That same year, 138,379 N.C. veterans and survivors received disability

benefits, pension payments or some type of compensation, the agency

reported.

Veterans can file claims on their own, but it is a complicated process,

McClain said.

Gaither said he recently has been denied a pension and has been trying for

seven or eight years to increase his disability payments. He said he needs

the help because he is now on several medications, which he blames on his

exposure to Agent Orange.

Womble welcomed him and everyone was very nice, Gaither said.

About 30 of Womble's employees volunteered their time for the workshop.

Help also came from about 25 local law students and 10 attorneys from other

area firms.

"I got the feeling that they're really going to help me," Gaither said.

The law firm plans to offer workshops in Atlanta and Charlotte later this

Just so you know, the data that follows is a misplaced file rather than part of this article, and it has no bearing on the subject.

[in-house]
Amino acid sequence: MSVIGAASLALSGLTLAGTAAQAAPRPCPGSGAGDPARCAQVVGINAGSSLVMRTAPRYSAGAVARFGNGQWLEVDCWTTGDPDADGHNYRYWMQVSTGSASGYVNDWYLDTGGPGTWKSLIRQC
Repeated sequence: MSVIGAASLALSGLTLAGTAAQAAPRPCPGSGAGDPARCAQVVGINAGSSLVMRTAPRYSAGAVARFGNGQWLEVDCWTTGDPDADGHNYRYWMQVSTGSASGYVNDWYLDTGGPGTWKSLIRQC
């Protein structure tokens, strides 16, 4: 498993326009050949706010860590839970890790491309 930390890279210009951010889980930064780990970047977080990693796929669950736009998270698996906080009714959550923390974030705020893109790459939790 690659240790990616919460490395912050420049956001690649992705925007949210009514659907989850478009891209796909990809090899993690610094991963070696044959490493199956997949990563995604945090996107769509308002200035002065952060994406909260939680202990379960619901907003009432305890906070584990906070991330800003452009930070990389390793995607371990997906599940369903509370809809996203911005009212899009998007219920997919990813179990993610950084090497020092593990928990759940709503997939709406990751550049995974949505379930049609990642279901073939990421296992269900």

year. And other law firms are replicating the program in their areas, said

Tripp Greason, director of the firm's free legal programs.

"We're trying to expand this," McClain said. "We'd love for this sort of

thing to go nationwide."

Greason hopes the law firm will build the reputation and expertise so that

veterans know to "just come to us."

Law Office contacts:

Atlanta

Galvin Devore (404) 872-7000

Baltimore

Dede Fowler (410) 545-5800

Charlotte

Charlie Allison (704) 331-4946

Greensboro

Melissa Weaver (336) 574-8033

Greenville

Barbara Fountain (864) 239-5997

Raleigh

John Turlington (919) 755-2117

Research Triangle Park

Mia Pizzagalli (919) 484-2302

Tysons Corner

Cheri Edwards (703) 790-4688

Washington, DC

Deborah Kowal (202) 857-4414

Wilmington

Marie Swyka (302) 252-4350

Winston-Salem

Keith Tedrow (336) 721-3594"

(PS Bob walsh ,veteran's attorney from Michigan ,is presently teaching veteran's advocates at Detroit Law School-his email is at top of this.

and the archive of his show with me at SVR -Jan 16th-should be up at Stardust anyday now)

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Good Post thanks Berta